Using WAI-ARIA Roles and States with the YUI Menu Control

By YUI TeamDecember 21st, 2007
Victor Tsaran (left) and Todd Kloots of Yahoo! Image of Victor Tsaran by Stephen Woods; image of Todd Kloots by Sandy Leung. Used by kind permission.

About the Authors: A new YUI example demonstrates how to use the WAI-ARIA Roles and States with YUI’s Menu Control. In this article, YUI Menu author Todd Kloots and Yahoo! accessibility guru Victor Tsaran introduce the WAI-ARIA Roles and States, explain how they dovetail with Menu, and provide a detailed account of the user experience with two different screen readers.

What are WAI-ARIA Roles and States?

Developed by IBM, and adopted by the W3C, the WAI-ARIA (Web Accessibility Initiative – Accessible Rich Internet Applications) Roles and States provide a means of making DHTML widgets and content accessible to assistive technologies such as screen readers. Much as CSS can be used to completely change the visual presentation of an HTML element, the WAI-ARIA Roles and States can be used to transform how HTML elements are presented to users of assistive technologies.

How it works

Implemented as a set of HTML attributes, the WAI-ARIA Roles and States bridge the gap between DHTML and assistive technology. For example: while CSS provides a means of painting a <ul> element as a menu, and JavaScript allows for the implementation of the expected menu-like behaviors for that <ul> element, a screen reader only communicates to the user that the menu is a <ul> element. Therefore, there is a gap between the developer’s intention for the role an HTML element is to play as a DHTML widget and how that widget is presented to a user of assistive technology. The WAI-ARIA Roles and States close this gap, allowing the developer to accurately communicate the role an HTML element is to play in the scope of a DHTML widget. When an element has WAI-ARIA Roles and States applied, a screen reader will announce its role and current state when it is focused. This allows <ul> elements to be presented as menus, <div> elements to be presented as modal dialogs, etc.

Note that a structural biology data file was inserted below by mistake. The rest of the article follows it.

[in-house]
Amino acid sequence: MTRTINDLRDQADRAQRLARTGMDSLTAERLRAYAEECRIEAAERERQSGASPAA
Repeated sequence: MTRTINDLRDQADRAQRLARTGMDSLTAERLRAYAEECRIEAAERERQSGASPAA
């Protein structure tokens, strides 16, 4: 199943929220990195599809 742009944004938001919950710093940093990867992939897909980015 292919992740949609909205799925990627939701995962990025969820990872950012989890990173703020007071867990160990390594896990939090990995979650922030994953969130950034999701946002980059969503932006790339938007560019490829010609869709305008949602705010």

The value of a DHTML Library

The application of the WAI-ARIA Roles and States alone does not make a widget accessible. It it is still up to the developer to implement the mouse and keyboard functionality that the user expects for the role applied to a given widget. For this reason, a DHTML widget library can be helpful in that the nitty gritty of implementing the correct keyboard and mouse behaviors is done for you. Such is the case with the YUI Menu library. The YUI Menu implements all of the expected menu-like keyboard and mouse behaviors, so all the developer needs to do is apply the WAI-ARIA Roles and States.

Applying Roles and States to a YUI Menu

The WAI-ARIA Roles and States can be applied to a YUI Menu instance regardless of wether it is built using existing markup on the page, or entirely through JavaScript. However, since the WAI-ARIA Roles and States depend on Menu’s JavaScript-based keyboard functionality, it follows that the attributes representing the WAI-ARIA Roles and States only be applied via JavaScript. This progressive enhancement strategy ensures the best possible user experience by only applying WAI-ARIA Roles and States when the browser technologies required to support them (in this case, CSS and JavaScript) are available.

When applying the attributes representing the WAI-ARIA Roles and States to a Menu widget, it is best to do so via a “render” event listener. Waiting for a Menu’s “render” event to fire ensures that all of its DOM elements have been appended to the document and are available to be scripted. Roles and states are added to a Menu’s DOM elements via the setAttribute method and removed via the removeAttribue method. The following excerpt from the the Menu example demonstrates this technique.

/*
  Add the WAI-ARIA Roles and States to the MenuBar's DOM elements once it 
  is rendered.
*/

oMenuBar.subscribe("render", function () {

  /*
     Apply the "role" attribute of "menu" or "menubar" depending on the type of 
     the Menu control being rendered.
  */

  this.element.setAttribute("role", 
          (this instanceof YAHOO.widget.MenuBar ? "menubar" : "menu"));


  /*
     Apply the appropriate "role" and "aria-[state]" attributes to the label of
     each MenuItem instance.
  */

  var aMenuItems = this.getItems(),
    i = aMenuItems.length - 1,
    oMenuItem,
    oMenuItemLabel;
  

  do {

    oMenuItem = aMenuItems[i];


    /*
      Retrieve a reference to the anchor element that serves as the label for 
      each MenuItem.